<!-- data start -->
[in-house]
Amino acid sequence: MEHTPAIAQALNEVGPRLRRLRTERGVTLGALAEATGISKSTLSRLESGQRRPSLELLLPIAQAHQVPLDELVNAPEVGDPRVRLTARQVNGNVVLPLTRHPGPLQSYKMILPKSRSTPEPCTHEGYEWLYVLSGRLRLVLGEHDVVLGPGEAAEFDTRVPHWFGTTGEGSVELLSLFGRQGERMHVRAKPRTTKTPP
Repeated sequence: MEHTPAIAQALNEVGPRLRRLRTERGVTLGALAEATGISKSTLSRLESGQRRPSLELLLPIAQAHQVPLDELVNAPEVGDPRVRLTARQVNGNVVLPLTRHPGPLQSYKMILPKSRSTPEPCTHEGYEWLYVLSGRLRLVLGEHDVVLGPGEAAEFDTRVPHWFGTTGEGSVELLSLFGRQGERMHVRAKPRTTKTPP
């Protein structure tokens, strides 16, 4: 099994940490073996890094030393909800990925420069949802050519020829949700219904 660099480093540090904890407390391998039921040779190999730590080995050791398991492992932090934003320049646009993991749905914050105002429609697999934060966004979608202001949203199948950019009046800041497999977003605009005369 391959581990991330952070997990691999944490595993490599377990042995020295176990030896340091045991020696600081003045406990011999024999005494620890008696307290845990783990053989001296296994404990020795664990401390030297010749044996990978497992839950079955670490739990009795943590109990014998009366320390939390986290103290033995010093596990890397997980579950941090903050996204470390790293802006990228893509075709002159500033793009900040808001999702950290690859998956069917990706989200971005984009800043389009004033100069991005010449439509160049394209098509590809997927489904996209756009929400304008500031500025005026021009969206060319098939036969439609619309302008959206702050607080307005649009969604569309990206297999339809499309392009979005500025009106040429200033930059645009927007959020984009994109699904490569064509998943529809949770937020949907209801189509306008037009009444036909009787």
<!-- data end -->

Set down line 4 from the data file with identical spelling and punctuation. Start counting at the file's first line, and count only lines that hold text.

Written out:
């Protein structure tokens, strides 16, 4: 099994940490073996890094030393909800990925420069949802050519020829949700219904 660099480093540090904890407390391998039921040779190999730590080995050791398991492992932090934003320049646009993991749905914050105002429609697999934060966004979608202001949203199948950019009046800041497999977003605009005369 391959581990991330952070997990691999944490595993490599377990042995020295176990030896340091045991020696600081003045406990011999024999005494620890008696307290845990783990053989001296296994404990020795664990401390030297010749044996990978497992839950079955670490739990009795943590109990014998009366320390939390986290103290033995010093596990890397997980579950941090903050996204470390790293802006990228893509075709002159500033793009900040808001999702950290690859998956069917990706989200971005984009800043389009004033100069991005010449439509160049394209098509590809997927489904996209756009929400304008500031500025005026021009969206060319098939036969439609619309302008959206702050607080307005649009969604569309990206297999339809499309392009979005500025009106040429200033930059645009927007959020984009994109699904490569064509998943529809949770937020949907209801189509306008037009009444036909009787």